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Myths about child abuse

Myth: Child abuse is rare

Fact: All types of child abuse and neglect occur at significant levels in the Australian community (CFCA Resource Sheet, 2013). Child abuse and neglect often go undetected due to the private nature of the crime, difficulties children experience in disclosing and being believed and a lack of evidence to substantiate the crime (CFCA, 2015).

Myth: It is only abuse if it is violent

Fact: Child abuse does not necessarily involve violence or anger. Abuse often involves adults exploiting their power over children, and using children as objects rather than respecting their rights as young people.

Myth: People lie about child abuse for attention and sympathy

Fact: Research, including police and court statistics, shows that it is very rare for a person of any age to state they were abused when they were not. However, “false negative reports” of abuse are common e.g. many adults state that they were not abused as children when they were.

Myth: Children usually tell someone about their abuse

FactMost children do not tell anyone. They are often silenced through threats or fear of not being believed.  Some children do not have the words to speak about what is happening to them.

Myth: Children ‘get over’ bad experiences in childhood

Fact: Adults are often deeply affected by childhood trauma and abuse. You cannot just “get over” it. Survivors need the right care and support to overcome the impacts of abuse, recover and live full and healthy lives.

Myth: People who sexually abuse children are mentally ill

Fact: Most people who sexually abuse children are not mentally ill. They are often married or have sexual relationships with adults as well. In anonymous surveys, a significant minority of men in the community indicate a sexual interest in children.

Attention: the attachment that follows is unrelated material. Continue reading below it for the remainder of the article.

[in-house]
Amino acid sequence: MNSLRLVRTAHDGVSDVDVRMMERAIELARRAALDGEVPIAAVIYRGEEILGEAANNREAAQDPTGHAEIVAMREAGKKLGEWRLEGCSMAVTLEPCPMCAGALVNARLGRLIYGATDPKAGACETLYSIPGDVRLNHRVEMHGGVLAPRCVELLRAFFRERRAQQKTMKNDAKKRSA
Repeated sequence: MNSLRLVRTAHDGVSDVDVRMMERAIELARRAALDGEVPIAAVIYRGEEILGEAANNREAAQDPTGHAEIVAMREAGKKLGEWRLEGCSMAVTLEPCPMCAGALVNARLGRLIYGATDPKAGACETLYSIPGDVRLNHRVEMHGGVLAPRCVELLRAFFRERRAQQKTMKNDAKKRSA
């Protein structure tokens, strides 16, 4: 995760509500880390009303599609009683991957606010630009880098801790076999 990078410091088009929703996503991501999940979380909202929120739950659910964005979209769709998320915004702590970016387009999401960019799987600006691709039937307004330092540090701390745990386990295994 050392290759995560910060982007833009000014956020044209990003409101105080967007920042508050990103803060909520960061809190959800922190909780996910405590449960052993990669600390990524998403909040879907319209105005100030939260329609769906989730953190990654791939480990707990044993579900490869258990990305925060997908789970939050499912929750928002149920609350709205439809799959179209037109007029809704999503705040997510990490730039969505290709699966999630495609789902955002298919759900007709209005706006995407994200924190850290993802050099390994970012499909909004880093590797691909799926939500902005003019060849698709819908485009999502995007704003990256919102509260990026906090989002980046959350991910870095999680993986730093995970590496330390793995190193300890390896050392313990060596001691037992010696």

Myth: People who sexually abuse children have been sexually abused themselves

Fact: The majority of sexually abused children are female, and yet the majority of sexual abusers are male. Some studies have found that sexually abusive men are more likely to report a history of sexual abuse than other men. However, the majority of men who sexually abuse children do not report being sexually abused in childhood.

Myth: People do not “forget” child abuse

Fact: For over one hundred years, traumatic amnesia has been documented amongst war veterans, survivors of natural and man-made disasters, and adult survivors of child abuse. These memories can later resurface through flashbacks, nightmares and intrusive thoughts.  These memories have sometimes been called “recovered memories”.

Myth: Children are very suggestible and they can easy "make up" stories of abuse

Fact: Children are no more suggestible than adults, and can clearly distinguish between reality and fantasy. Research has shown that children resist making false reports during leading and suggestive interviewing techniques.